Since picking up the Abraham Woursell Award for young talent in 1998, Arno Geiger has made a habit of winning literary awards, both at home and abroad. His diverse range of work has been translated into over thirty languages. Three of his award-winners are now available in English: a multi-generational family saga, a memoir, and an anti-war historical novel.
The ironically entitled novel, We Are Doing Fine, catapulted Geiger to international fame by winning the inaugural German Book Prize in 2005. This family saga, covering the years from 1938 to 2001, portrays the decline of a family over three generations. We Are Doing Fine begins at a low point in 2001 when Philipp Erlach inherits his maternal grandparents’ dilapidated house. His immediate aim is to clear the house of everything, regardless of value. The biggest headache, however, is the attic which has been colonised by a flock of pigeons. Imagine the mess!
How far this mess applies to the history of Philipp’s family – and, by extension, metaphorically to Austria itself – is clarified in the episodic sections interwoven with the house clearance. These start in 1938, jumping forward in intervals of between seven and ten years. The earlier episodes align with key historical milestones (Anschluss 1938, defeat 1945, signing of the state treaty 1955). Ironically, Austrian defeat coincides with the rise of the family’s influence. Richard Sterk, a rare Austrian, who ‘did not have to account for his pre-1945 existence’, becomes a minister of state and plays an important role in the treaty negotiations. From there the family slides downhill, from the heights of respectability to mediocrity and aimlessness. However, thanks to Geiger’s vivid prose, the story is far more engaging than Philipp Erlach’s detachment would have us expect.
Richard Sterk loses everything, including his mind to dementia. The same illness afflicted the author’s father, August, whose decline over a period of six years is charted in The Old King in His Exile. The memoir’s accuracy and honesty earned him awards from multiple medical societies around the globe. As his father becomes exiled from his own life, Geiger preserves his past, his character – the living person no less – by completing the narrative before the inevitable outcome.
August’s illness is traced from ‘the slip-ups he started to make after his retirement’. August Geiger had always been a little eccentric, so these were easy to laugh about. As the awful truth dawns, the family rallies as best it can, not everyone coping in the same way. After fighting on the Eastern Front during the Second World War, August Geiger never spoke about his wartime experiences. Not until the disease took hold and night terrors plunged a disoriented, terrified man back into the past; the result being that the son only really got to know his father during the time he was losing him.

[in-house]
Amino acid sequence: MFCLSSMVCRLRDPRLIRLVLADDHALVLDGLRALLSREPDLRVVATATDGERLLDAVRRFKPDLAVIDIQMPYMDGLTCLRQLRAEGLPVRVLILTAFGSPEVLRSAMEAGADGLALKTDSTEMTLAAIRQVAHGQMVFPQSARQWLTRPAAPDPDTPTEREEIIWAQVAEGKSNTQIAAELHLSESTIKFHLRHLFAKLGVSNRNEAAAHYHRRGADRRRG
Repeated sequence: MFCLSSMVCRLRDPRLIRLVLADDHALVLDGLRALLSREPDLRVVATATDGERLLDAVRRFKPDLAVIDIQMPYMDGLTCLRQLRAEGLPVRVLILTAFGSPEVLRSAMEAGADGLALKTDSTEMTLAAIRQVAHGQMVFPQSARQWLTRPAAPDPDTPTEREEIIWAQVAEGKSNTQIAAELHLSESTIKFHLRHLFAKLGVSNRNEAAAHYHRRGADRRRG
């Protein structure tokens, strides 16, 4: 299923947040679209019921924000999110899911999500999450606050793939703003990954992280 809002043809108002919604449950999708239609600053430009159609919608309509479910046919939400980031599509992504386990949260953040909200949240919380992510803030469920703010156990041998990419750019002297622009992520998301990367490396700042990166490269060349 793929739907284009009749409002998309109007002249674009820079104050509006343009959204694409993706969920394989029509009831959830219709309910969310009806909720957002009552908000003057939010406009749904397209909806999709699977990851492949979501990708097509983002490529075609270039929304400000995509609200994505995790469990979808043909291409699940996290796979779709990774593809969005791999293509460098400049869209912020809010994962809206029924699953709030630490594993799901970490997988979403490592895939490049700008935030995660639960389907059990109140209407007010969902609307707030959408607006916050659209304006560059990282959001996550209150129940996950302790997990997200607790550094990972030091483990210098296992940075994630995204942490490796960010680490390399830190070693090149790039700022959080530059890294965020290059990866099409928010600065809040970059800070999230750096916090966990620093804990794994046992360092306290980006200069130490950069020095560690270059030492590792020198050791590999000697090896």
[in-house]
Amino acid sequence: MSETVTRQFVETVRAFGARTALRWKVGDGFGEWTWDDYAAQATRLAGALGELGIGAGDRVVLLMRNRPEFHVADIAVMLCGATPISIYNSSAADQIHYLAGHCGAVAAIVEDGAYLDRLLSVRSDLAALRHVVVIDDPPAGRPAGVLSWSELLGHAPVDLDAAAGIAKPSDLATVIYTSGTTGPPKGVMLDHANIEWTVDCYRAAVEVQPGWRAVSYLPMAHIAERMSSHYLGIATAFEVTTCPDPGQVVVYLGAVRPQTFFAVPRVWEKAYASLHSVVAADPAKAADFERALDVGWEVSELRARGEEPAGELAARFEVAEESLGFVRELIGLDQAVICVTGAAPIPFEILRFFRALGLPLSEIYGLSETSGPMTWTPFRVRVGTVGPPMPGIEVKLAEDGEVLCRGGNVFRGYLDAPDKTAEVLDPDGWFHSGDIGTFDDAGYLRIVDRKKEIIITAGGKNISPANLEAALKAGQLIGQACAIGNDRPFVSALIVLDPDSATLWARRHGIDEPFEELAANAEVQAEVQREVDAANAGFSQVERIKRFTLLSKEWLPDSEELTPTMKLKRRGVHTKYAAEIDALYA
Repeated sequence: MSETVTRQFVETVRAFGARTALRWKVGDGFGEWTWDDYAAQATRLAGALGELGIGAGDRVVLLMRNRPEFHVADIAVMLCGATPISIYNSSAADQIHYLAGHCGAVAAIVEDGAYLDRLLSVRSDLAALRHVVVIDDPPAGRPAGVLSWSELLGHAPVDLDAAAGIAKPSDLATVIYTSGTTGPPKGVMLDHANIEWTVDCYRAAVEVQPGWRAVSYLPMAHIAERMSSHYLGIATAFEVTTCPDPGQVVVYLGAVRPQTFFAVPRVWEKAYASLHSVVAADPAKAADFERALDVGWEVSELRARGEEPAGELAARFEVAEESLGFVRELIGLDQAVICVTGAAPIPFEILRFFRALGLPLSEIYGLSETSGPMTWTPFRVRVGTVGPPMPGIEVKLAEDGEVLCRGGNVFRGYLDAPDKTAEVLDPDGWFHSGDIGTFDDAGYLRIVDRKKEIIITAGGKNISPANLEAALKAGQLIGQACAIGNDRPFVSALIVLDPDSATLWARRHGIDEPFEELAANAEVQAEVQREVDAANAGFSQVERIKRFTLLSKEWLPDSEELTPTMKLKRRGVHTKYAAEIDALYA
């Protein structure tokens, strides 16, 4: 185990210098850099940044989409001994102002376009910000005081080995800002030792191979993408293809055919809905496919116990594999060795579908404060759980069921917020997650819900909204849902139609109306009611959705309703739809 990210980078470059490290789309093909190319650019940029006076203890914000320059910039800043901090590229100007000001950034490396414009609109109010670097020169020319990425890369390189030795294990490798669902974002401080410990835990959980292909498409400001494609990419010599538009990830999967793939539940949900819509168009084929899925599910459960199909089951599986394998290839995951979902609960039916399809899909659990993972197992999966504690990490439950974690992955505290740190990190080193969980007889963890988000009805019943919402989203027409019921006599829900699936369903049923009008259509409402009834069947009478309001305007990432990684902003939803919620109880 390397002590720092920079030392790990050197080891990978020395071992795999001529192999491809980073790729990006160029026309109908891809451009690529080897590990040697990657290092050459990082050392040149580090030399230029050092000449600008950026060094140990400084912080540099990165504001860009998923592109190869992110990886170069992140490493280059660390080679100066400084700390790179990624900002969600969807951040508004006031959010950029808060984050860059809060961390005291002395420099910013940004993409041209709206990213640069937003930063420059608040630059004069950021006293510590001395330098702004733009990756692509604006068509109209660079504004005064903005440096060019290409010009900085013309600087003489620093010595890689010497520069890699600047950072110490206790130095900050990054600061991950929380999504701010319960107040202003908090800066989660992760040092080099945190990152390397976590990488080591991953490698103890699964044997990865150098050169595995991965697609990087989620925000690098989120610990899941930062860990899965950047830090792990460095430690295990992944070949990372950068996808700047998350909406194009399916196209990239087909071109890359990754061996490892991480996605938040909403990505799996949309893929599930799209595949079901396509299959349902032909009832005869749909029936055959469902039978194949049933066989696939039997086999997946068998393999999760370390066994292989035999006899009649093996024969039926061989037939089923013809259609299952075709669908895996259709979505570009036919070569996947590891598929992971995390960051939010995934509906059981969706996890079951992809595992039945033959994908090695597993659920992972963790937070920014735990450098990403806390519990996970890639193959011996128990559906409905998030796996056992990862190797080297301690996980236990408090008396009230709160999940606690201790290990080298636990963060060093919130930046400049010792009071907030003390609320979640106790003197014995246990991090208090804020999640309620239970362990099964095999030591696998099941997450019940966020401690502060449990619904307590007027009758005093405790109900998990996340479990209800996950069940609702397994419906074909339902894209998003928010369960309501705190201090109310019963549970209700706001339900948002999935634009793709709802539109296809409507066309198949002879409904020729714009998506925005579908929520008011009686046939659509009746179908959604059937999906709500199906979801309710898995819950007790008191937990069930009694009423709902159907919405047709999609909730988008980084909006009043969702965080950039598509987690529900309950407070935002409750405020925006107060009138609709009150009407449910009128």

August’s PTSD returns in Veit Kolbe, the wounded soldier of Geiger’s anti-war novel, Hinterland. Kolbe chooses to recover in the rural community of Mondsee alongside others including his future lover, Margot and her baby daughter, who have fled the bombing of Darmstadt. Mondsee is shielded from the worst of the war by the Drachenwand mountain that towers above it. The disappearance of one of the evacuees is a reminder that danger is ever-present, however, and the increasing frequency of bombing squads flying over on their way from Italy to Germany is evidence that the war could land on the doorstep at any time. In fact, it does by means of letters from those who are living in the eye of the storm.
Hinterland focuses on the civilian experience. Even Kolbe, who has no affiliation to Nazism, is more civilian than soldier, and therefore a sympathetic character – as are most of Geiger’s characters, despite their flaws. Geiger once said, ‘Each of my characters deserves to have a pulse, to live and breathe, even after the final page’. In Hinterland that afterlife is bestowed in an epilogue detailing what happened to each character after Kolbe’s return to the front line.
So why the need for an Austrian anti-war novel? Worries abound about the resurgence of the far right in Austria and Europe, as well as concerns about a narrative representing Austria as a victim of National Socialism. But Richard Sterk’s sending his son to fight for the German Reich in We Are DoingFine, and the panicked paper-burning of those characters facing defeat, attest to Austrian complicity. Hinterland is an examination of the consequences of this. Thus does Philipp Erlach inherit an attic full of pigeon shit. This is such a strong metaphor for the stain of Austria’s role in the Second World War. Only by facing this past with honesty and sincere regret can the stain be removed and the chance of repeating the past minimised.
Reviewed by Lizzy Siddal
WE ARE DOING FINE, translated by Maria Poglitsch Bauer, published by Ariadne Press (2011)
THE OLD KING IN HIS EXILE, translated by Stefan Tobler, published by And Other Stories (2017)
HINTERLAND, translated by Jamie Bulloch, published by Picador (2022)
by Arno Geiger
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Lizzy Siddal is a British bibliophile and book blogger. Each November she hosts German Literature Month on her blog ‘Lizzy’s Literary Life (Volume Two)’.
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